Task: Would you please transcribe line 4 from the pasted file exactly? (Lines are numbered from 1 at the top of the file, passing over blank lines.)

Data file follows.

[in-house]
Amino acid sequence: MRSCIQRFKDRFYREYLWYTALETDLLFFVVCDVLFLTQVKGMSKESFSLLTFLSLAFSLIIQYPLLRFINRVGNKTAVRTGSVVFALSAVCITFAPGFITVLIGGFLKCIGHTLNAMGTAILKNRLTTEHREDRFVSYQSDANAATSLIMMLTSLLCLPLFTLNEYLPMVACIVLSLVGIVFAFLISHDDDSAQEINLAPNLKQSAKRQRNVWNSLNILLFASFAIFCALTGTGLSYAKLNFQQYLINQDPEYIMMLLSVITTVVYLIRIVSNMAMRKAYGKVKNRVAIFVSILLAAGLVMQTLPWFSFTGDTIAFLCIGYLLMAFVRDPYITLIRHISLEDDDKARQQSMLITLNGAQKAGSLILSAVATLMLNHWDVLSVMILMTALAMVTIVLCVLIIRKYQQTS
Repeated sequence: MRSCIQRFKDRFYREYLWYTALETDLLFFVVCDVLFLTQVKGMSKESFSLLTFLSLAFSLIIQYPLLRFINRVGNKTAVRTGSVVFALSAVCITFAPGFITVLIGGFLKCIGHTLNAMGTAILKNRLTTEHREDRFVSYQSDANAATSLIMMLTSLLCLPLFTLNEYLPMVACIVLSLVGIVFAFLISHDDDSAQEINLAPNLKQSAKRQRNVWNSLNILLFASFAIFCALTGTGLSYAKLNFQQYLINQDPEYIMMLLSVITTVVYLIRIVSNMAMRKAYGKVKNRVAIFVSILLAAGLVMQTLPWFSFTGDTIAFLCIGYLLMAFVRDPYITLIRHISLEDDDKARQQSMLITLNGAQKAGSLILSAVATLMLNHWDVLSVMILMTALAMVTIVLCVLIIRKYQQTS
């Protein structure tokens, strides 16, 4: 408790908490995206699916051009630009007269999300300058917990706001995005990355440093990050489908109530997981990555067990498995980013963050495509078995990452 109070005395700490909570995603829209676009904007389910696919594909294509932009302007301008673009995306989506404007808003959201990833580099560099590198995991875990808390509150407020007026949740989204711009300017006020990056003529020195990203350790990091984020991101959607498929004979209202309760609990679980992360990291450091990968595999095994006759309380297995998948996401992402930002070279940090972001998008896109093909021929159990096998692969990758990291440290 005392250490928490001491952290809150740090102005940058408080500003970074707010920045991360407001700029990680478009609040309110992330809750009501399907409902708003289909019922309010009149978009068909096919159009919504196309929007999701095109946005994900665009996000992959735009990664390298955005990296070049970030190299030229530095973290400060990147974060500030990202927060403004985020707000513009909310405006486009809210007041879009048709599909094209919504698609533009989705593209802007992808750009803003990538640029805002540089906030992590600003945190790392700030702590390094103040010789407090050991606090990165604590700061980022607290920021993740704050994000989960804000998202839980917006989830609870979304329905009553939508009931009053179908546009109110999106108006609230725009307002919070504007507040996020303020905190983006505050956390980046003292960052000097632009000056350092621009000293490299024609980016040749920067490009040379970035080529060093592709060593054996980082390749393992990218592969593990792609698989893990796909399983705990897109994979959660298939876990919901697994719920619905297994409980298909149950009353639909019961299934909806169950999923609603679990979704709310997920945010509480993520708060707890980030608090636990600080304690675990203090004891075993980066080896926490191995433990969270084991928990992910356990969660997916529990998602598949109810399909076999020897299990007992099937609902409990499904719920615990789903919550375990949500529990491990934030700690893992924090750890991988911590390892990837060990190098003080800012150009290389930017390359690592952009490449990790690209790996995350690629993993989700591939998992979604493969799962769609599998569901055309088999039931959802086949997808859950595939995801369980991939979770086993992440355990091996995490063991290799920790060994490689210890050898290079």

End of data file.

């Protein structure tokens, strides 16, 4: 408790908490995206699916051009630009007269999300300058917990706001995005990355440093990050489908109530997981990555067990498995980013963050495509078995990452 109070005395700490909570995603829209676009904007389910696919594909294509932009302007301008673009995306989506404007808003959201990833580099560099590198995991875990808390509150407020007026949740989204711009300017006020990056003529020195990203350790990091984020991101959607498929004979209202309760609990679980992360990291450091990968595999095994006759309380297995998948996401992402930002070279940090972001998008896109093909021929159990096998692969990758990291440290 005392250490928490001491952290809150740090102005940058408080500003970074707010920045991360407001700029990680478009609040309110992330809750009501399907409902708003289909019922309010009149978009068909096919159009919504196309929007999701095109946005994900665009996000992959735009990664390298955005990296070049970030190299030229530095973290400060990147974060500030990202927060403004985020707000513009909310405006486009809210007041879009048709599909094209919504698609533009989705593209802007992808750009803003990538640029805002540089906030992590600003945190790392700030702590390094103040010789407090050991606090990165604590700061980022607290920021993740704050994000989960804000998202839980917006989830609870979304329905009553939508009931009053179908546009109110999106108006609230725009307002919070504007507040996020303020905190983006505050956390980046003292960052000097632009000056350092621009000293490299024609980016040749920067490009040379970035080529060093592709060593054996980082390749393992990218592969593990792609698989893990796909399983705990897109994979959660298939876990919901697994719920619905297994409980298909149950009353639909019961299934909806169950999923609603679990979704709310997920945010509480993520708060707890980030608090636990600080304690675990203090004891075993980066080896926490191995433990969270084991928990992910356990969660997916529990998602598949109810399909076999020897299990007992099937609902409990499904719920615990789903919550375990949500529990491990934030700690893992924090750890991988911590390892990837060990190098003080800012150009290389930017390359690592952009490449990790690209790996995350690629993993989700591939998992979604493969799962769609599998569901055309088999039931959802086949997808859950595939995801369980991939979770086993992440355990091996995490063991290799920790060994490689210890050898290079």